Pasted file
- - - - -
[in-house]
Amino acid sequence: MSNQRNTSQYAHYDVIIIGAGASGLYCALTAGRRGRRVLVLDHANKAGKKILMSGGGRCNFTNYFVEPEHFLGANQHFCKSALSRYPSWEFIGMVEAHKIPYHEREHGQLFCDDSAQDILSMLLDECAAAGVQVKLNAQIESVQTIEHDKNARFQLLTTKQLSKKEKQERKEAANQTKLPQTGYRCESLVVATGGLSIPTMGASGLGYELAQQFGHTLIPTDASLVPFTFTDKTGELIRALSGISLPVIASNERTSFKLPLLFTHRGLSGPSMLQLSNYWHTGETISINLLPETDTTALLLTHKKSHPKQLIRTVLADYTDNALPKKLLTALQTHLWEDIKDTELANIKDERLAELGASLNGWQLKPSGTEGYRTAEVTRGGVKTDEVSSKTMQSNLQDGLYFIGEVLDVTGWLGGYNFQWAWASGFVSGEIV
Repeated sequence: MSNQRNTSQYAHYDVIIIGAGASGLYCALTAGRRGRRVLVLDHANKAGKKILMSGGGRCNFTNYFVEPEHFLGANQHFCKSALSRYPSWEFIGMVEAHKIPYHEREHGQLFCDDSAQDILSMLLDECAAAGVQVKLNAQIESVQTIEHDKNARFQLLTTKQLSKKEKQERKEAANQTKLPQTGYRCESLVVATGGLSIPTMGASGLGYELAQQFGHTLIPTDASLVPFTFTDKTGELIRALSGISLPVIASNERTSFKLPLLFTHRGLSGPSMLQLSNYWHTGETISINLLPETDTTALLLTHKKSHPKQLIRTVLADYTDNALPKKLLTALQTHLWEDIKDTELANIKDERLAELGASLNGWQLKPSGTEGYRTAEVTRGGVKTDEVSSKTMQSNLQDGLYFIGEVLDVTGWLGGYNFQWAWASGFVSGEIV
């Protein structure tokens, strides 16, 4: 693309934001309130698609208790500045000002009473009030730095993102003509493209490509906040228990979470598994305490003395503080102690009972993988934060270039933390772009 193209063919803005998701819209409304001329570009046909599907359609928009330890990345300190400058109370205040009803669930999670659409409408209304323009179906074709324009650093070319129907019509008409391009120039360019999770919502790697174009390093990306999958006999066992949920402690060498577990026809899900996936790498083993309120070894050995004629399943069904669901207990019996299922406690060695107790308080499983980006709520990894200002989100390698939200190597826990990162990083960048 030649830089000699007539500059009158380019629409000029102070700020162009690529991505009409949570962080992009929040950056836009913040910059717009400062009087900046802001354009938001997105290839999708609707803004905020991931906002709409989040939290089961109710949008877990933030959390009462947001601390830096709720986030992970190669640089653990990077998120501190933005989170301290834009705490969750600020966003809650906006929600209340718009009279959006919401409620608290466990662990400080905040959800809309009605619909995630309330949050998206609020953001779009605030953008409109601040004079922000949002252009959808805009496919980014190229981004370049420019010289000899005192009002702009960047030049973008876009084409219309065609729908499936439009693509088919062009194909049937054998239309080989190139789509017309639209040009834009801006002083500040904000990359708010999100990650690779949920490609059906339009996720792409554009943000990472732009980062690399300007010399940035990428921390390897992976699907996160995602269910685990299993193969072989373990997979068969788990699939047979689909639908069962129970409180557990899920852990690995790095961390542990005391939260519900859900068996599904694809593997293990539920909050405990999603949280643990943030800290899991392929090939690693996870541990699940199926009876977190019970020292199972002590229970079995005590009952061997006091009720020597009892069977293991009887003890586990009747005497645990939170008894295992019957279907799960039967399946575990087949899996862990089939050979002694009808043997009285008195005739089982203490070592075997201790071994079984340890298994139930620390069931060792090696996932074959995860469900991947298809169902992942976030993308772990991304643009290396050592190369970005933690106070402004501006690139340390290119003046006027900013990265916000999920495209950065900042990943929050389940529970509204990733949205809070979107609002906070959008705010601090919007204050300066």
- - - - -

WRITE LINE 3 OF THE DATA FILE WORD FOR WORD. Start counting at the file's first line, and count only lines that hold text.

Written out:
Repeated sequence: MSNQRNTSQYAHYDVIIIGAGASGLYCALTAGRRGRRVLVLDHANKAGKKILMSGGGRCNFTNYFVEPEHFLGANQHFCKSALSRYPSWEFIGMVEAHKIPYHEREHGQLFCDDSAQDILSMLLDECAAAGVQVKLNAQIESVQTIEHDKNARFQLLTTKQLSKKEKQERKEAANQTKLPQTGYRCESLVVATGGLSIPTMGASGLGYELAQQFGHTLIPTDASLVPFTFTDKTGELIRALSGISLPVIASNERTSFKLPLLFTHRGLSGPSMLQLSNYWHTGETISINLLPETDTTALLLTHKKSHPKQLIRTVLADYTDNALPKKLLTALQTHLWEDIKDTELANIKDERLAELGASLNGWQLKPSGTEGYRTAEVTRGGVKTDEVSSKTMQSNLQDGLYFIGEVLDVTGWLGGYNFQWAWASGFVSGEIV